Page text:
• Victoria: I don’t think that if Fracas is your benchmark, Flash has any chance whatsoever. I mean, it’s a decent fragrance, but it would have benefited from a bigger budget and letting Christine Nagel get more creative. On the other hand, I would take it over many other new launches. February 18, 2013 at 11:35am Reply

  • Rachel: I just hated their first perfume and if it weren’t for your review, I wouldn’t even think of trying Flash. It sounds ok actually. February 18, 2013 at 9:34am Reply

    • Victoria: I didn’t like the original Jimmy Choo at all. It was as dull as they come. Flash is much better in comparison. February 18, 2013 at 11:35am Reply

      • Rachel: I’ll try it. I don’t do tuberose, but I’m interested to smell the musky part you’re talking about. I adore NR for Her! February 18, 2013 at 1:50pm Reply

        • Victoria: There is a hint, but it’s nice! February 18, 2013 at 4:02pm Reply

  • Annikky: Thanks, Victoria, I would probably not have tried it without your review. But if it’s a tuberose, even a wan one, I need to give it a sniff. How does it compare to Madonna’s Truth or Dare, any resemblance at all? February 18, 2013 at 9:35am Reply

    • Victoria: I prefer Truth or Dare, if I had to pick a straightforward tuberose. They are not at all similar though. Flash is much more of an abstract floral as well, while TD has a stronger coconut-creamy tuberose accent. The drydown was my favorite part, but unfortunately you have to wait through the plasticky fruity top to get there. February 18, 2013 at 11:37am Reply

  • breathesgelatin: Well, that’s good to know! I’ll try anything tuberose. I may have to give this one a whirl. I hadn’t been very impressed by Jimmy Choo’s first, eponymous release. February 18, 2013 at 9:52am Reply

    • Victoria: For some reason they decided to go the most predictable fragrance for their first release, which is a shame. Flash is not exactly avant-garde, but it’s more polished. February 18, 2013 at 12:08pm Reply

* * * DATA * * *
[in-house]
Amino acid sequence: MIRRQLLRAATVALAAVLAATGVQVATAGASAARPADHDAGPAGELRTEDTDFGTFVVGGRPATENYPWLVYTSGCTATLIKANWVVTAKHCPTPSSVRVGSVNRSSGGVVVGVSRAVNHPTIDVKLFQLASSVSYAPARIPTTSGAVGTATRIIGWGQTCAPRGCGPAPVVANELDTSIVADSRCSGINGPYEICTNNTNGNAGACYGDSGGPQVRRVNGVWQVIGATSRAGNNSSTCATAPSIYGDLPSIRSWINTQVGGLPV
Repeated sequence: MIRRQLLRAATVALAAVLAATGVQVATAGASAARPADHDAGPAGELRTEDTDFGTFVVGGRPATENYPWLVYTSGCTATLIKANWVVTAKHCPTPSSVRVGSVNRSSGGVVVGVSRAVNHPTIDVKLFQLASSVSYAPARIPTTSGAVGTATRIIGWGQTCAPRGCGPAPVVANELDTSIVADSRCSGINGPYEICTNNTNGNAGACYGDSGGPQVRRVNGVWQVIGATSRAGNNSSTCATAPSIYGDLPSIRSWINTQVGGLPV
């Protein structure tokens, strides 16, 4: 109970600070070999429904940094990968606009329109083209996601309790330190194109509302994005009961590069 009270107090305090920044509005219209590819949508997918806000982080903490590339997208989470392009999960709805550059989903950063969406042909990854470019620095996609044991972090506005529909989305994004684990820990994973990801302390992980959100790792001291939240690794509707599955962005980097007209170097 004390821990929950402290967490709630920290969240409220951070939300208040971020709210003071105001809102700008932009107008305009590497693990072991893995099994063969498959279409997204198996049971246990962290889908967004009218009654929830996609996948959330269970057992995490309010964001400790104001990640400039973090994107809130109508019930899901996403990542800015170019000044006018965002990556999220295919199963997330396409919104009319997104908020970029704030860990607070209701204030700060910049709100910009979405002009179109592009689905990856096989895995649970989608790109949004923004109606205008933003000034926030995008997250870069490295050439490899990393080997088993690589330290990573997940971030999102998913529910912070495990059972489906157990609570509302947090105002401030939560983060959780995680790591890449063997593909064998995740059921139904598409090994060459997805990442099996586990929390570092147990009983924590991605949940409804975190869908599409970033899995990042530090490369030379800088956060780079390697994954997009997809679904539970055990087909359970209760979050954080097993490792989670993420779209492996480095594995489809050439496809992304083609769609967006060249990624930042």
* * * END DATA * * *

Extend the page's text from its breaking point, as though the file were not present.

• Marieke: I didn’t like the fruity notes either. It smelled synthetic at first, but the drydown is nice. My BF even commented positively. February 18, 2013 at 10:20am Reply

    • Marieke: This line made me lol. “Lovers of heady natural tuberose, complete with coconut cream and rubbery nuances, will also need to suspend their belief that this is indeed a tuberose.”
      I know what you’re saying. February 18, 2013 at 10:22am Reply

      • Victoria: Some perfumes really force us to stretch our understanding of how certain flowers smell like! 🙂 February 18, 2013 at 12:11pm Reply

    • Victoria: If all I could have was the soft musky drydown! 🙂 February 18, 2013 at 12:10pm Reply

  • Jenna: The ad makes me think of Giorgio Armani Diamonds, like it tries very hard to be glamorous. February 18, 2013 at 10:58am Reply

    • Victoria: I don’t remember Diamonds ad that well, but I’m with you that the ad for Flash is strangely void of any emotion. I don’t even understand what the image is supposed to convey. Anyway, the perfume is thankfully much better than the ad led me to believe. February 18, 2013 at 12:12pm Reply

  • Ann C.: I can’t handle full-on tuberose, but this sounds like something I might like. Thanks for the lovely review! February 18, 2013 at 11:42am Reply